The Surprising Reason We Eat Turkey On Thanksgiving

Here's why the bird is synonymous with the holiday.

The Surprising Reason We Eat Turkey On Thanksgiving
Cooked turkey sits on a platter surrounded by pie, sunflowers, and a candle

When it comes to Thanksgiving, people all across America have one food item on their minds: turkey. It’s the main dish of almost everyone’s Thanksgiving meal, but the reason that’s the case isn’t exactly common knowledge.

What Did The Pilgrims Eat At The First Thanksgiving?

Many assume that the pilgrims ate turkey at the famous first feast that took place in 1621. According to The Smithsonian, however, it’s more likely the group dined on venison, provided by hunters from the Mashpee Wampanoag Tribe. 

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So, if turkey wasn’t served on the first Thanksgiving, then why do we eat it every year?

Ken Albala, a professor of history at the University of the Pacific, said, “There was a tradition of serving large wildfowl in medieval Europe, especially peacock, which was skinned, cooked, and resewn into its feathers for presentation.”

He continued, “When turkeys from America and Guinea Fowl from Africa were introduced [to America] in the 17th century, they were served the same way.”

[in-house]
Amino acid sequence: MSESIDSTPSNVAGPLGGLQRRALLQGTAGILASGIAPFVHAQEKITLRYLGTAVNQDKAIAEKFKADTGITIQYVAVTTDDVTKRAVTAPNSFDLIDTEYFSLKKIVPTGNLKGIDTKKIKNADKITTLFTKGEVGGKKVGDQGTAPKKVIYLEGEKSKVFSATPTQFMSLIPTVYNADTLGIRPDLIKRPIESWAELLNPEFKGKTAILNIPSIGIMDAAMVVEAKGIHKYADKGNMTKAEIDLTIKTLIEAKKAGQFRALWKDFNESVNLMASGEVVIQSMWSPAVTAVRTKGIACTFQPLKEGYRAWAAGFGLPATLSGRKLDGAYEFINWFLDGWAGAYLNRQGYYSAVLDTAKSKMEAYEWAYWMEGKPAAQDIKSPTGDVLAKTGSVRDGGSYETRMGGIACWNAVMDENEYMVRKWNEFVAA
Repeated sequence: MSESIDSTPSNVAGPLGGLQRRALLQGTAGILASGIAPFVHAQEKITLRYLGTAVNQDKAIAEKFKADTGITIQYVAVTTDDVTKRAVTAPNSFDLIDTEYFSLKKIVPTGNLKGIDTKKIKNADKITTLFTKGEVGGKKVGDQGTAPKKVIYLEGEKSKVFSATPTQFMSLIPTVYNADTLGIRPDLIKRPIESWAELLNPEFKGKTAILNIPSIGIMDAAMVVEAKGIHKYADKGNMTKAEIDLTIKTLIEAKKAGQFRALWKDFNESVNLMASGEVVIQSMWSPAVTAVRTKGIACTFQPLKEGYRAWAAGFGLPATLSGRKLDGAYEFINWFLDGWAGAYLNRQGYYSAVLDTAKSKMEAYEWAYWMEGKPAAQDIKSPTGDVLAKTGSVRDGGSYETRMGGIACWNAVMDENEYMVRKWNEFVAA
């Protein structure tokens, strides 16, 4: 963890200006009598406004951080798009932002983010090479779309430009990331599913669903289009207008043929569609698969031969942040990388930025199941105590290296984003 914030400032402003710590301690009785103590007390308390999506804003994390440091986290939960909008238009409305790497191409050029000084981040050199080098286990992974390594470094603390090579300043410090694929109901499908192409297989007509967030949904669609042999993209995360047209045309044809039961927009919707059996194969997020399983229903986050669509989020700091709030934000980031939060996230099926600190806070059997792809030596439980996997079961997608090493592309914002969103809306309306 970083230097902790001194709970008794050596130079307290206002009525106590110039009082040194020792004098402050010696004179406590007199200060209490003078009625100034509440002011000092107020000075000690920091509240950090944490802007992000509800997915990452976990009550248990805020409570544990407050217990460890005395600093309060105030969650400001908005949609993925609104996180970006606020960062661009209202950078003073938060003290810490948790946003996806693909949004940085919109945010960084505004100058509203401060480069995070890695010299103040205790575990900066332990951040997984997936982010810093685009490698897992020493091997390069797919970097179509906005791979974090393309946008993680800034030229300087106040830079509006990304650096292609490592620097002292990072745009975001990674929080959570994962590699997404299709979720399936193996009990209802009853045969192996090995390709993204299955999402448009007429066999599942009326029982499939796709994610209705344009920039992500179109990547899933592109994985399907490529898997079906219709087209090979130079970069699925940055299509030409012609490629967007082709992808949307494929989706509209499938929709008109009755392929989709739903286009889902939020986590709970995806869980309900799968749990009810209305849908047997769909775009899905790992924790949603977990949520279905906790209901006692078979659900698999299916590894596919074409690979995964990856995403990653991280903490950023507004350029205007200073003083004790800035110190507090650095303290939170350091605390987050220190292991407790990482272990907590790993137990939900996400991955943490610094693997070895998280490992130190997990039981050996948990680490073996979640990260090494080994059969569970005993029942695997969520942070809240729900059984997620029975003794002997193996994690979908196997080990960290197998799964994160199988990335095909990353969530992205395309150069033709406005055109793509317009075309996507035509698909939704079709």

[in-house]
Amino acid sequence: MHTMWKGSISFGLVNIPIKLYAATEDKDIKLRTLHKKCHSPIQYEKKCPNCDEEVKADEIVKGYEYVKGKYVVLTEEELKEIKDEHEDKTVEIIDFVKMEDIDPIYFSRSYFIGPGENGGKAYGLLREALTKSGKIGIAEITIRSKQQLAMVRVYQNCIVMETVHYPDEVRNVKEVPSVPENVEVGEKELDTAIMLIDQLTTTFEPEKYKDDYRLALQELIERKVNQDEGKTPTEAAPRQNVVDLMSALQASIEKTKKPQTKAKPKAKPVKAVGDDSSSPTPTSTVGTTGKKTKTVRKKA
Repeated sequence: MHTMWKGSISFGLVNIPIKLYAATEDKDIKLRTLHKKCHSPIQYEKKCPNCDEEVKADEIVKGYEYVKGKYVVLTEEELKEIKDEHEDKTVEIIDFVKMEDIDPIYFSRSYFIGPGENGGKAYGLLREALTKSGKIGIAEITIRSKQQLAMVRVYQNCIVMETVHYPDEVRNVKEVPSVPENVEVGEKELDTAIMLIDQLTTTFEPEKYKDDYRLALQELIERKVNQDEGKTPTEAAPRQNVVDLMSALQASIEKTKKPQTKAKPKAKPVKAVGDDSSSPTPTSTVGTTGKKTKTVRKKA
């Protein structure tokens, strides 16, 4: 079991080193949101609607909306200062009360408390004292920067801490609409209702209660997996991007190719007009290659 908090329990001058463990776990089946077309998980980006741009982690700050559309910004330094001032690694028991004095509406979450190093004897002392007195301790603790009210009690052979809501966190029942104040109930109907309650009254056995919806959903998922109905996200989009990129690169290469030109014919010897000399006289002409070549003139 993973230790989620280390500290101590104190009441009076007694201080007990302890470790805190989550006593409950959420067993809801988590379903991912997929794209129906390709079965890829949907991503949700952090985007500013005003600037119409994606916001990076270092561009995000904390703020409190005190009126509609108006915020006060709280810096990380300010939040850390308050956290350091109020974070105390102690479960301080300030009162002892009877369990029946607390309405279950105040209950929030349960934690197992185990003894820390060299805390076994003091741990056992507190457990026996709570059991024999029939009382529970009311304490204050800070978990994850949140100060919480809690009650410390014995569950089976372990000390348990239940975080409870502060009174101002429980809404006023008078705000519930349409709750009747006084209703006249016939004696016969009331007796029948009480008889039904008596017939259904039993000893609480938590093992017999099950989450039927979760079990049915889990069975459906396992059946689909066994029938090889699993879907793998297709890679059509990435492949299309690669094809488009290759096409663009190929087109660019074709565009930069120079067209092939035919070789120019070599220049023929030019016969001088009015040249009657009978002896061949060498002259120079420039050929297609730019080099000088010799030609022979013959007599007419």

Turkeys weren’t indigenous to North America at the time of the first Thanksgiving, but once they were introduced to the environment, they became a great source of protein.

Why We Eat Turkey On The Holiday

Turkeys are larger than chickens, ducks, or geese, making them a better option when it comes to serving a large group. Additionally, killing turkeys for such a widely celebrated feast makes more sense than using another animal; cattle provide milk and other fowl provide eggs. Turkeys only provide meat. 

In 1870, Thanksgiving was made into an official national holiday, and roast turkey was widely considered the official dish of the occasion. This was mostly because of the use of images and descriptions of turkey in popular culture. 

For example, in Charles Dickens’ A Christmas Carol, the characters dine on a turkey instead of the traditional goose. Another popular book, Northwood: A Tale of New England, also described a Thanksgiving meal that included turkey. 

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Today, turkey is a part of almost everyone’s Thanksgiving celebrations, but many put their own spin on the dish. From cooking methods to seasoning to side dishes, each family’s take on turkey is a little different.

The first pilgrims might not have dined on turkey, but the food item is now forever linked with our Thanksgiving meals.  

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